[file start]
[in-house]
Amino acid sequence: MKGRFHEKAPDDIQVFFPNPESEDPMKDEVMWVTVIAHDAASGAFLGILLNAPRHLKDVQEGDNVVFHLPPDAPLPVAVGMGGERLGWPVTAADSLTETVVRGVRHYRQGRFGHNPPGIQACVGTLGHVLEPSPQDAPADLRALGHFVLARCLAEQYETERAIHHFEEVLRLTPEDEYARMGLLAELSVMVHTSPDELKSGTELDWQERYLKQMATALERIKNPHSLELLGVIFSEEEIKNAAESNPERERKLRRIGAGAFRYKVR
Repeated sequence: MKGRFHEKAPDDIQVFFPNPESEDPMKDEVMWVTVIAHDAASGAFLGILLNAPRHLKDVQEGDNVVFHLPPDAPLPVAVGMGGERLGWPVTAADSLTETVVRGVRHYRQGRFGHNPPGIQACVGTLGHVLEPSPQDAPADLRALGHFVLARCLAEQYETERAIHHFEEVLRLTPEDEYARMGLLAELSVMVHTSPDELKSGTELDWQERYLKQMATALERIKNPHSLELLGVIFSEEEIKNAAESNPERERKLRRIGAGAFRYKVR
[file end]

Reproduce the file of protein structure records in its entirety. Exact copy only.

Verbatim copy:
[in-house]
Amino acid sequence: MKGRFHEKAPDDIQVFFPNPESEDPMKDEVMWVTVIAHDAASGAFLGILLNAPRHLKDVQEGDNVVFHLPPDAPLPVAVGMGGERLGWPVTAADSLTETVVRGVRHYRQGRFGHNPPGIQACVGTLGHVLEPSPQDAPADLRALGHFVLARCLAEQYETERAIHHFEEVLRLTPEDEYARMGLLAELSVMVHTSPDELKSGTELDWQERYLKQMATALERIKNPHSLELLGVIFSEEEIKNAAESNPERERKLRRIGAGAFRYKVR
Repeated sequence: MKGRFHEKAPDDIQVFFPNPESEDPMKDEVMWVTVIAHDAASGAFLGILLNAPRHLKDVQEGDNVVFHLPPDAPLPVAVGMGGERLGWPVTAADSLTETVVRGVRHYRQGRFGHNPPGIQACVGTLGHVLEPSPQDAPADLRALGHFVLARCLAEQYETERAIHHFEEVLRLTPEDEYARMGLLAELSVMVHTSPDELKSGTELDWQERYLKQMATALERIKNPHSLELLGVIFSEEEIKNAAESNPERERKLRRIGAGAFRYKVR